Could José Martínez Earn a Spot on the St. Louis Cardinals’ Bench?

Feb 27, 2017; Fort Myers, FL, USA; St. Louis Cardinals left fielder Jose Martinez (58) hits a 2-run home run during the second inning against the Boston Red Sox at JetBlue Park. Mandatory Credit: Kim Klement-USA TODAY Sports
Feb 27, 2017; Fort Myers, FL, USA; St. Louis Cardinals left fielder Jose Martinez (58) hits a 2-run home run during the second inning against the Boston Red Sox at JetBlue Park. Mandatory Credit: Kim Klement-USA TODAY Sports /

Could Jose Martínez force his way onto the Cardinals’ bench this spring?

Coming into spring training, it sure looked like Tommy Pham had a huge head start when it came to winning the St. Louis Cardinals’ fourth outfield spot. Though John Mozeliak expressed interest in bringing a lefthanded-hitting veteran aboard in January, that plan hasn’t been delivered on.

Instead, the Cardinals chose to add outfield depth by signing José Adolis García, the reigning MVP of Serie Nacional (Cuba’s top professional league). Though he could contribute at the major-league level this season, he’ll likely begin the season in Double-A.

Outside the starting three, the only outfielders on the Cardinals’ camp roster with big-league experience are Pham, non-roster invitee Todd Cunningham, and 28-year-old José Martínez, who finally made his major-league debut last September after spending 11 years in the minors. Martínez looked like a guy who was almost surely headed to Triple-A entering the spring, but through the first week of games, he’s doing his best to change that.

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Through his first four games this spring, Martínez has been extremely impressive. In 10 plate appearances, Martínez has a .375/.500/1.125 slash line, having collected three hits (including two homers) and two walks. Obviously, that’s a ridiculously small sample size, but it goes along with what he’s been doing for the past two seasons.

Martínez was the Triple-A batting champ in 2015, hitting .384/.461/.563 in 396 plate appearances for the Omaha Storm Chasers, the Kansas City Royals’ affiliate. His production in Triple-A dropped off in 2016–not that anyone could have expected him to sustain that ridiculous level of success–as he batted .278/.336/.421 in 442 plate appearances, moving from the Royals to the Cardinals organization in late May.

Martínez looked like his 2015 Triple-A self in limited big-league action, though. After making his MLB debut with the Cardinals on September 6, he went 7-for-16 (.438) with two walks, finishing the season with an OPS of 1.000. He clearly made an impression on the manager, earning two late-season starts as the Cardinals were pushing for a playoff spot during the final weeks of the season.

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His ability to make consistent contact was particularly refreshing, as Pham went 3 for his last 30 to end the season. Overall, Pham had a solid 2016, hitting .226/.324/.440 with nine homers in 159 at-bats. But with so many other guys on the team having difficulty putting the ball in play (Brandon Moss, Randal Grichuk, Jeremy Hazelbaker, Jedd Gyorko, and Kolten Wong, to name a few), Pham’s solid power and on-base skills were basically redundant. The fact that he was prone to mental slip-ups in the outfield through the entirety of last season didn’t help matters.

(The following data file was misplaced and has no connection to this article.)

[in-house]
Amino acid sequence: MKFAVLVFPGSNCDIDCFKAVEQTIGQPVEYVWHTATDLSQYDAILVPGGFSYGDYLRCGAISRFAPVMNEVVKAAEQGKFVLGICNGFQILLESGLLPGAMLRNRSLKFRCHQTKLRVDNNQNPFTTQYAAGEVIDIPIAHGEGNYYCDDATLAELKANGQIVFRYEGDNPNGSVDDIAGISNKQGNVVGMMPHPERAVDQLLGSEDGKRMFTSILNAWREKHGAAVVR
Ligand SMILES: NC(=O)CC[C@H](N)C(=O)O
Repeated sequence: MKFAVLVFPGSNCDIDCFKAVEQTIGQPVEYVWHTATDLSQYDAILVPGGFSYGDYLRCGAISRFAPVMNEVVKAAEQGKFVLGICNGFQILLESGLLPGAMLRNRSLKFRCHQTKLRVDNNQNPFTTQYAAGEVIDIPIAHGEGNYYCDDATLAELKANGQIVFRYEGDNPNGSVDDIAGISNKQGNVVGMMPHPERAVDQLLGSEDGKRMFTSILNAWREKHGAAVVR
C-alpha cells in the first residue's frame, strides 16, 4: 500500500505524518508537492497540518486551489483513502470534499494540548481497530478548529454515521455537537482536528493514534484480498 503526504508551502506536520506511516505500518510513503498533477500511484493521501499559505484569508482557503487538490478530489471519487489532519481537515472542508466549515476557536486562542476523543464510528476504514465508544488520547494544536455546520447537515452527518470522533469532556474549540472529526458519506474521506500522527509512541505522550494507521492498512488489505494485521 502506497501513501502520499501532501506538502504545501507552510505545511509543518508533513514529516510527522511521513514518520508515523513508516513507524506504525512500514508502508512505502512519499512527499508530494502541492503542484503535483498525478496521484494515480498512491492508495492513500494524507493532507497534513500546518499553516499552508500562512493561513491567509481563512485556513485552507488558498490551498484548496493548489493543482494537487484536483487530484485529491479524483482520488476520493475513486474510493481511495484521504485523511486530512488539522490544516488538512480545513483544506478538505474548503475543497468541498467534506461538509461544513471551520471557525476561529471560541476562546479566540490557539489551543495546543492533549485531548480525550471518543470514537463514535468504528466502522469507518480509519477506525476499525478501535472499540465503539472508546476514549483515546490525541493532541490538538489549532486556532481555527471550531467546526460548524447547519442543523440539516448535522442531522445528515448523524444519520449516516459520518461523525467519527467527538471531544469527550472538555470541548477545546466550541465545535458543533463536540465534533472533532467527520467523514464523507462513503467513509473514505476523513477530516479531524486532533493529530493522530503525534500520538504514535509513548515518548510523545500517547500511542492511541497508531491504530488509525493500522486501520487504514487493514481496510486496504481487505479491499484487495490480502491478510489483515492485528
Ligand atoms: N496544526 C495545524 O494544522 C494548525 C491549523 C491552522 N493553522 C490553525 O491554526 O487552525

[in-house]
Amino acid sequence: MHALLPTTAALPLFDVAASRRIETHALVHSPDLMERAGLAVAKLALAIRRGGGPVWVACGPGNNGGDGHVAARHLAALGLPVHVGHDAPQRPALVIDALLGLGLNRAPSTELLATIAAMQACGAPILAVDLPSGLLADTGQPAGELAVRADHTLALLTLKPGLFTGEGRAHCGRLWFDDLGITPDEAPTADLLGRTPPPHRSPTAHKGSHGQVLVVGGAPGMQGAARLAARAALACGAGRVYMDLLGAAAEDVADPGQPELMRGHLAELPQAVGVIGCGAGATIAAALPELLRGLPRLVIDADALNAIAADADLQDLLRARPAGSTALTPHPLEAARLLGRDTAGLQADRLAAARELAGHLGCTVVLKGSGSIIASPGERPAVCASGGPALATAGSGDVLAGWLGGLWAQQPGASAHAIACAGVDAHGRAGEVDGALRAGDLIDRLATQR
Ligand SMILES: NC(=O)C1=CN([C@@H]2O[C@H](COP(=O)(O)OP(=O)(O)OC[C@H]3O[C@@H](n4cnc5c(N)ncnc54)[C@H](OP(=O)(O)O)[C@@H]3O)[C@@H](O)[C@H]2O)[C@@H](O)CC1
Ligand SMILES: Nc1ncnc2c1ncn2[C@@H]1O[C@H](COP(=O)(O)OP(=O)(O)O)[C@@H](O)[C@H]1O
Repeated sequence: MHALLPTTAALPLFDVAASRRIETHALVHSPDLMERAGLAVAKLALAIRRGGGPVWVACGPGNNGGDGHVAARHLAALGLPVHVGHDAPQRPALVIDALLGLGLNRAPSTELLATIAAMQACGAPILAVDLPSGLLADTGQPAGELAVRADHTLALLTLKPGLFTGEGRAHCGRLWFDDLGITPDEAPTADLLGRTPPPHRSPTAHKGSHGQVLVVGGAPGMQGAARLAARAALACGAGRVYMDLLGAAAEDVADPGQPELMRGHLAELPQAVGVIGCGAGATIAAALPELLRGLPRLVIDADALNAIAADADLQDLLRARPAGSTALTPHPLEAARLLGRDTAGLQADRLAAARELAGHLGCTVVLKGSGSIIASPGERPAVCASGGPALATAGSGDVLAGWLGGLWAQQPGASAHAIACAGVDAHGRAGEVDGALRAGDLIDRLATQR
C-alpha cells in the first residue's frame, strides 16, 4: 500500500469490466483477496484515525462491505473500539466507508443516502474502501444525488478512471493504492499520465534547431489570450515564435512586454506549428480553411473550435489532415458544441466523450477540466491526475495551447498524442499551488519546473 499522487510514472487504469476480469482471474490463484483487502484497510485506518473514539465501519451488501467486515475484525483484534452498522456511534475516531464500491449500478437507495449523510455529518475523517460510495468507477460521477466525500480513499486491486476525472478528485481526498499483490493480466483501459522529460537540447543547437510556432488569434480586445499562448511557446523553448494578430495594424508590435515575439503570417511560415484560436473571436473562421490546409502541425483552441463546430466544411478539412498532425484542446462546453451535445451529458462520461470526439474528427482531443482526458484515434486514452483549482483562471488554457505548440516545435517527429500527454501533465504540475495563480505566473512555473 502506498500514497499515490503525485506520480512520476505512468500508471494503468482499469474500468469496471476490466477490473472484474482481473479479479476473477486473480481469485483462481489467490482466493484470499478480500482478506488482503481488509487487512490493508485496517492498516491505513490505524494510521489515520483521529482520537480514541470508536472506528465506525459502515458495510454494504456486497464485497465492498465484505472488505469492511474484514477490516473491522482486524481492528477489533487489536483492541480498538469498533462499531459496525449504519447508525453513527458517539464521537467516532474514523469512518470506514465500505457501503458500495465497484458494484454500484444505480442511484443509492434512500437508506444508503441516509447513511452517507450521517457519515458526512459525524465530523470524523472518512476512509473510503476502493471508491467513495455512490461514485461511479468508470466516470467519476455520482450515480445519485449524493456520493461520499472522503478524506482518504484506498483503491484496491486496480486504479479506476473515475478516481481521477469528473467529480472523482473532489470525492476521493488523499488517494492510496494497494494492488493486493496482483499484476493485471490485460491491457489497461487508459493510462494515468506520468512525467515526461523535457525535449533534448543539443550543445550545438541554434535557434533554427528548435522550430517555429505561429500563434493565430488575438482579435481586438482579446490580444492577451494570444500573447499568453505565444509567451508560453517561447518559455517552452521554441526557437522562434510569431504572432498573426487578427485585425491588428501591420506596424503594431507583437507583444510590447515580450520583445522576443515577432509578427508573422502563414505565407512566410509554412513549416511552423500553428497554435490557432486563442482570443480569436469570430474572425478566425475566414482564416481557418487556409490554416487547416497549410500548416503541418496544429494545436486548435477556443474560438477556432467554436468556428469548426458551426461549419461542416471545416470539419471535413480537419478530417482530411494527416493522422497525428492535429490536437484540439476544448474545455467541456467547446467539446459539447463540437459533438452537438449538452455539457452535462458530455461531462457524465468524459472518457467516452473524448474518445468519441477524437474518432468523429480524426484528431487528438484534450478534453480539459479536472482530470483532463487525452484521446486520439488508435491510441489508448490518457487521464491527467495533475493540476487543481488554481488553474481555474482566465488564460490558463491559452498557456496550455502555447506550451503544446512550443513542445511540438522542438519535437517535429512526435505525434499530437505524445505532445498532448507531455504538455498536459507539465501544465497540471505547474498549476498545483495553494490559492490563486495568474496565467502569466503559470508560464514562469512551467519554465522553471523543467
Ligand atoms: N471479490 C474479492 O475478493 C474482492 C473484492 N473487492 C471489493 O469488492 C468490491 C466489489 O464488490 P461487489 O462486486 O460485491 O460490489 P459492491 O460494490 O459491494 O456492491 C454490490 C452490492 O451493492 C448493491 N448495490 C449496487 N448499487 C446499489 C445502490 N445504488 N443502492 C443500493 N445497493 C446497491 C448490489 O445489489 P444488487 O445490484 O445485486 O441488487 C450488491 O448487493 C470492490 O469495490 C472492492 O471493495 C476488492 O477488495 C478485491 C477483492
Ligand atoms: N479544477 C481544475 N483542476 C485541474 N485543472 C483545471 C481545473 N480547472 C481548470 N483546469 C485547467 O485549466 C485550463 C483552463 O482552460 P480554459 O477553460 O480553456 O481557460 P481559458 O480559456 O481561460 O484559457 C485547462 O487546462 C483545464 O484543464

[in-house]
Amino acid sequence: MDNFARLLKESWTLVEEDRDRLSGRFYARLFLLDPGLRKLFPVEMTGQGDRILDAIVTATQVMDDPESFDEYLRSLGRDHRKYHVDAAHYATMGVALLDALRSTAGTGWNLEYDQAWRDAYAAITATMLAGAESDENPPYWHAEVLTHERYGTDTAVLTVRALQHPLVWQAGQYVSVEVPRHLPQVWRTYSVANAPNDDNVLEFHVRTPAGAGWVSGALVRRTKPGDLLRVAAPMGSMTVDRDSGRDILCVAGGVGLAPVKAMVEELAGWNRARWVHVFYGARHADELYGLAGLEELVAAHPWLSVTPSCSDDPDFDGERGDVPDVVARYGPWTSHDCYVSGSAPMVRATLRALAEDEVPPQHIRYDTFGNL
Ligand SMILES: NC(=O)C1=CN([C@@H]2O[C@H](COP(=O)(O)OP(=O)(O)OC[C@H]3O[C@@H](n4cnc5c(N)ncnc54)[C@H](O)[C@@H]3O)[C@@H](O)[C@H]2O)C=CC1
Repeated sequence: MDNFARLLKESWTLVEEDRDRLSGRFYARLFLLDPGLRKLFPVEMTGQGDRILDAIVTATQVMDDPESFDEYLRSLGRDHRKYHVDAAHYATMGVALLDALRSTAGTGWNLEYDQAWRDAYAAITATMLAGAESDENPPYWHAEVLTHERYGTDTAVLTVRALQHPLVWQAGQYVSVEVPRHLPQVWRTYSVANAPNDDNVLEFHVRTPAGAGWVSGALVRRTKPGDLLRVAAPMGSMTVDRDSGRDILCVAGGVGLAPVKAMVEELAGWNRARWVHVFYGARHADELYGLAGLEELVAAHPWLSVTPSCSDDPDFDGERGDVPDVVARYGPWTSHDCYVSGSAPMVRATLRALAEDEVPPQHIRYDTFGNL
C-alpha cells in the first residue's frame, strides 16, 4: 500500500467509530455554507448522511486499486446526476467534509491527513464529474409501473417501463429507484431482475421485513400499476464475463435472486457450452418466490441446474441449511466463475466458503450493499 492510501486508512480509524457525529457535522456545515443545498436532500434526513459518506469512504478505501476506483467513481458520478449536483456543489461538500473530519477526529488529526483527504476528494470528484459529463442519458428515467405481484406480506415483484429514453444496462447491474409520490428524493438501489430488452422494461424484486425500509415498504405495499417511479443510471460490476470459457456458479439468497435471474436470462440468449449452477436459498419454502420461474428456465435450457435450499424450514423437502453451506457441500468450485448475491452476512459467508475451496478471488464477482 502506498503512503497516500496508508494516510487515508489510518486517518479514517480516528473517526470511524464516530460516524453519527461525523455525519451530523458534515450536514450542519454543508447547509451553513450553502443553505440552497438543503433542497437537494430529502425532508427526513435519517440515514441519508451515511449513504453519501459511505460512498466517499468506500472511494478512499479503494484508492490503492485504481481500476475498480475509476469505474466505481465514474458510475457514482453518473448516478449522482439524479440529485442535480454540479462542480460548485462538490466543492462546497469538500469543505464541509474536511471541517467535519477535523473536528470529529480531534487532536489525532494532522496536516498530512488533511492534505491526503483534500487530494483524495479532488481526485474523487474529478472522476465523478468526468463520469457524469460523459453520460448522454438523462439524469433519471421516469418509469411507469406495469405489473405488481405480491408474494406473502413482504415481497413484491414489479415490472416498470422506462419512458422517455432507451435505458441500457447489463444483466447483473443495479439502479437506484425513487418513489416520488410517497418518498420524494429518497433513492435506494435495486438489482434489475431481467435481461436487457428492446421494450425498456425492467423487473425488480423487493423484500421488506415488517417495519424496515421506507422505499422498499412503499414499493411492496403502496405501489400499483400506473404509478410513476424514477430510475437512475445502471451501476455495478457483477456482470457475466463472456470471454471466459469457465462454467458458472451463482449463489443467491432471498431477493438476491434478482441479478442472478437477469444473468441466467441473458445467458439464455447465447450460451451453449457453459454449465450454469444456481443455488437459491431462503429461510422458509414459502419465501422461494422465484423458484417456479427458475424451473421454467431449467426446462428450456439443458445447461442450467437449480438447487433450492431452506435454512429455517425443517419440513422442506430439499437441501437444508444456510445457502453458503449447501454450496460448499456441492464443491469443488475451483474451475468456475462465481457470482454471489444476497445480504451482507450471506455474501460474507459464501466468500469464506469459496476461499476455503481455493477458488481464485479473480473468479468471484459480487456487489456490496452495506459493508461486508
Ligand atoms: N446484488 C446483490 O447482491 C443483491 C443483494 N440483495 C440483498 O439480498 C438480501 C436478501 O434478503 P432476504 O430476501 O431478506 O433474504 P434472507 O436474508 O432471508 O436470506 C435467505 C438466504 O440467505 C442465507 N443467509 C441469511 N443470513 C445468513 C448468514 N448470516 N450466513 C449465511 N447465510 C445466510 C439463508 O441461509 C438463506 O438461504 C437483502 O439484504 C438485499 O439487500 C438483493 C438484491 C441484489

Martínez has played 43 minor-league games in center field, but his massive frame clearly makes him more of a corner outfielder and first baseman. That might be the greatest reason that Pham, who’s a natural center fielder with the ability to play above-average defense at both corner positions, has the edge.

With that said, the Cardinals don’t really need a center fielder on the bench now that they have both Randal Grichuk, their primary starter in center last year, and Stephen Piscotty, who has 11 games of major-league experience at the position, available to back up Dexter Fowler if necessary.

It’s hard to imagine a scenario in which Fowler, Grichuk, and Piscotty would all be unavailable without the Cardinals having the opportunity to summon a more natural center fielder from the minors, but if for some reason he was pressed into duty at that position, Martínez has shown the range to be at least competent in center:

In addition, Martínez has the ability to contribute as a righthanded-hitting first baseman. While Matt Carpenter isn’t a player who should be a part of a platoon, there’s a solid chance that he’ll have to shift over to another infield position this season if an injury occurs or someone among Kolten Wong, Jhonny Peralta, and Jedd Gyorko goes through a prolonged slump.

If that type of situation ends up unfolding, the Cardinals will probably want a platoon partner for Matt Adams, who has a .212/.243/.352 career slash line against lefthanded pitchers.

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Realistically, it’s going to take an absolutely dominant spring performance for Martínez to unseat Pham, because Pham’s success during the second half of 2015 obviously made a huge impression on the front office. It’s unlikely that Martínez will squeeze his way onto the roster as a fifth outfielder, either, because the Cards will almost surely keep Matt Adams, Greg Garcia, and Jedd Gyorko as backup infielders, with Matt Carpenter and Kolten Wong possessing the ability to play the outfield in a pinch.

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If Pham continues to be as unremarkable he was during 2016, though, he shouldn’t have that long of a leash. Continued success from Martínez could definitely cause a shakeup in the bench’s composition sooner than later.